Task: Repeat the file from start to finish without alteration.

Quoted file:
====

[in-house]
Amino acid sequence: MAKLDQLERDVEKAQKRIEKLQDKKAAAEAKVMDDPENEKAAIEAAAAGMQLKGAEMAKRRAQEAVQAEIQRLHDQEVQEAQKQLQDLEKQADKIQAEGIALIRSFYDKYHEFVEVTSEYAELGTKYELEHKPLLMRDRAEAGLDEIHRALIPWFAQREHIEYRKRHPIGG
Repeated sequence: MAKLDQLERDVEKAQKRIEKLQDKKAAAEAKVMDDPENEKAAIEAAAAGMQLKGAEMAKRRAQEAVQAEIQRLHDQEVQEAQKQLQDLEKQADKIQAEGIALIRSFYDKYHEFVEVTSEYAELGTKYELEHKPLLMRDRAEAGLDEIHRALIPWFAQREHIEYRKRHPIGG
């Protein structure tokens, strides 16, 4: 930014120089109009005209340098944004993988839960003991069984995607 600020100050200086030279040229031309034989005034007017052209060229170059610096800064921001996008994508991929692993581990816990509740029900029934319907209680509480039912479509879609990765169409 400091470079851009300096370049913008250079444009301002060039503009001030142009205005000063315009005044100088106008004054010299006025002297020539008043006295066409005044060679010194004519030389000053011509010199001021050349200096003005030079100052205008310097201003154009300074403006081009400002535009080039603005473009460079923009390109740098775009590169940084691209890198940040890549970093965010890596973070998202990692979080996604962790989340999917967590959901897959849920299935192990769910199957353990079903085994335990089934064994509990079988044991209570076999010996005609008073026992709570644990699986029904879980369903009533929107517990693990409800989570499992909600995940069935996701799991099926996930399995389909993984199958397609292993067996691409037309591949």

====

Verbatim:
[in-house]
Amino acid sequence: MAKLDQLERDVEKAQKRIEKLQDKKAAAEAKVMDDPENEKAAIEAAAAGMQLKGAEMAKRRAQEAVQAEIQRLHDQEVQEAQKQLQDLEKQADKIQAEGIALIRSFYDKYHEFVEVTSEYAELGTKYELEHKPLLMRDRAEAGLDEIHRALIPWFAQREHIEYRKRHPIGG
Repeated sequence: MAKLDQLERDVEKAQKRIEKLQDKKAAAEAKVMDDPENEKAAIEAAAAGMQLKGAEMAKRRAQEAVQAEIQRLHDQEVQEAQKQLQDLEKQADKIQAEGIALIRSFYDKYHEFVEVTSEYAELGTKYELEHKPLLMRDRAEAGLDEIHRALIPWFAQREHIEYRKRHPIGG
């Protein structure tokens, strides 16, 4: 930014120089109009005209340098944004993988839960003991069984995607 600020100050200086030279040229031309034989005034007017052209060229170059610096800064921001996008994508991929692993581990816990509740029900029934319907209680509480039912479509879609990765169409 400091470079851009300096370049913008250079444009301002060039503009001030142009205005000063315009005044100088106008004054010299006025002297020539008043006295066409005044060679010194004519030389000053011509010199001021050349200096003005030079100052205008310097201003154009300074403006081009400002535009080039603005473009460079923009390109740098775009590169940084691209890198940040890549970093965010890596973070998202990692979080996604962790989340999917967590959901897959849920299935192990769910199957353990079903085994335990089934064994509990079988044991209570076999010996005609008073026992709570644990699986029904879980369903009533929107517990693990409800989570499992909600995940069935996701799991099926996930399995389909993984199958397609292993067996691409037309591949």